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Abu Dhabi, UAEWednesday 20 June 2018

Quest to develop athletes for Special Olympics through inter-school sports  

Special needs centre partners with mainstream school to train students, identify sporting talent

A student from Tender Hearts shoots the ball. Victor Besa for The National
A student from Tender Hearts shoots the ball. Victor Besa for The National

Nurturing a love of sport among children with disabilities ahead of the Special Olympics is the aim of a partnership between a special needs centre and mainstream schools across Dubai.

Teachers at Tender Hearts Arena say playing sports and learning alongside students will stimulate and motivate children with special needs.

They said results will not be immediate but are keen to find Emirati students and those of other nationalities to represent their country in future competitions.

“The whole objective is to train these students for the Special Olympics and for interschool competitions. We hope to find a strong sports person through the programme,” said Arti Khazanchi, co-founder of a recreational centre that opened two years ago in Umm Sequeim for children and young adults.

Some 30 students with developmental disabilities including attention deficit hyperactivity disorder, autism and Down Syndrome between the ages of even to 25 are regulars at the centre where they learn martial arts, piano, yoga and cooking.

Some study in mainstream institutions and sign up at the centre for music, art and theatre after school. They represent a wide variety of nationalities from across the globe.

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The centre has partnered with the Ambassador School in Dubai’s Mankhool area and plan to expand the project to other schools in the emirate.

“This is our launch pad. It will depend on their ability whether they get selected for track and field or basketball or swimming. Sport is the common ground if you want to have inclusion and the programme we have started will also focus on sport,” Ms Khazanchi said.

“Through sport and music everyone can come on one platform, it is the best way to bring people together. We plan to train them slowly. We know it will take time for this to grow. We have a long way to go and it will not be easy,” she said.

Pupils from Ambassador have been volunteering at the centre for a year but the new programme opens up the mainstream school campus to students with disabilities for extracurricular activities.

Children from Tender Hearts have been paired with Ambassador students in the hope that strong bonds will be forged as they are viewed as friends instead of coaches and teachers.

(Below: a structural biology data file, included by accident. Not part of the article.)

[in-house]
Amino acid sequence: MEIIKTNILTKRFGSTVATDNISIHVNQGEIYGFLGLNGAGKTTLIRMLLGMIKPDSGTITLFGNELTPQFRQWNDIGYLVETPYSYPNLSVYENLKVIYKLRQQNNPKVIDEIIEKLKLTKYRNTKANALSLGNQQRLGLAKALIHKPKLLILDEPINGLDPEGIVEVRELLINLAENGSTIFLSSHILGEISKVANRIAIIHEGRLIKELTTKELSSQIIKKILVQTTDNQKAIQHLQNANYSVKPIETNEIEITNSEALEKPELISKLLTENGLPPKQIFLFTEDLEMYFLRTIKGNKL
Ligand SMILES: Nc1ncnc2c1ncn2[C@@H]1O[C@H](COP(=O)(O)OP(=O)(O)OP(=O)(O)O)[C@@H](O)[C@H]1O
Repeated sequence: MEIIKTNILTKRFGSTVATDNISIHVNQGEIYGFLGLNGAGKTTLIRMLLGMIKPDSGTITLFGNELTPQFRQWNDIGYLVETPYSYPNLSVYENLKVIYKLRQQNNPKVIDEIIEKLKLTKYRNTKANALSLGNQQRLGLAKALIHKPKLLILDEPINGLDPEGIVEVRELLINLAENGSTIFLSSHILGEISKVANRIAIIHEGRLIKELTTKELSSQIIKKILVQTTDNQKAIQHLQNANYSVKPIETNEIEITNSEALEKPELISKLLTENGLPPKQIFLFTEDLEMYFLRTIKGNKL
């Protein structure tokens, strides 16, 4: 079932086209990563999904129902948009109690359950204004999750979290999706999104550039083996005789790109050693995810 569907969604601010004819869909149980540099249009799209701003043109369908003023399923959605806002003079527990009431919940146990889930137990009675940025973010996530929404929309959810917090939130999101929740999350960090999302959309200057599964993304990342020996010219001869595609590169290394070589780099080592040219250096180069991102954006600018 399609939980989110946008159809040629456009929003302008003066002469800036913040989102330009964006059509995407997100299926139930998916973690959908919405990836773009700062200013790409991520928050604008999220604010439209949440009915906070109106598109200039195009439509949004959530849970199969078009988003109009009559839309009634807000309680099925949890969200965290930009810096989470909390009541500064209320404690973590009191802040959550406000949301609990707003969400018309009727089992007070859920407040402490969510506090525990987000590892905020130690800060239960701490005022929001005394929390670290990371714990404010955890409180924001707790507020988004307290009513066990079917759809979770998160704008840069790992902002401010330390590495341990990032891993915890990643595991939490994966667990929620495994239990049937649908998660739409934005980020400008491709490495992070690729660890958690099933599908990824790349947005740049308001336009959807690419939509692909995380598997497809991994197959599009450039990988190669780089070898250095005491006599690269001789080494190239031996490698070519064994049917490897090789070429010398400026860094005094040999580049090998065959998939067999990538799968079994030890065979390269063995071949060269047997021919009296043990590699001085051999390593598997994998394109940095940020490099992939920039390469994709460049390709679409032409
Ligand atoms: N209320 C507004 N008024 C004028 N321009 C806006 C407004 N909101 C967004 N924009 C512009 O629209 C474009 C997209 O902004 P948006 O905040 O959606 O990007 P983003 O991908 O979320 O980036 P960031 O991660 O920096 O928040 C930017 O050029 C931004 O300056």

Educators believe that while there has been some integration of children with special needs in schools, participation in joint after-hours activities is not widespread.

“These students will be able to learn on a bigger campus with our coaches, sports facilities and open grounds. Their aim is to involve more students in sports and we have students who are passionate about helping them. We will work together towards skill development for the Special Olympics,” said Sheela Menon, principal of Ambassador School.

“It also makes our students more sensitive and compassionate and able to see the world of a determined child. Many have never understood their challenges. Our target is to involve more students and get more centres with special needs to come to our school. This will help towards the goal of Dubai becoming a disability friendly city by 2020.”

While the overall focus is inclusion and integration, the aim and long-term plan is to pinpoint the sporting talents of students.

Training in sports will also help with employment in the future, said Tender Hearts co-founder Neena Raina.

“They could be assistants to a fitness coach and can help the main instructor. Training in athletics and swimming will be excellent for children who are hyperactive or have ADHD because they can put all that energy into running and into sport,” Ms Raina said.

The Special Olympics World Games will be held in Abu Dhabi in 2019 in which athletes with intellectual disabilities will compete in 24 sports including athletics, basketball, swimming and football.

As the first city in the Middle East to host the event, it aims to change perceptions and address the stigma linked to people with developmental disabilities in the region when people watch 7,000 athletes from 170 countries compete.

A beginning will be made in March this year when some 1,500 athletes from the region will participate in the Mena games.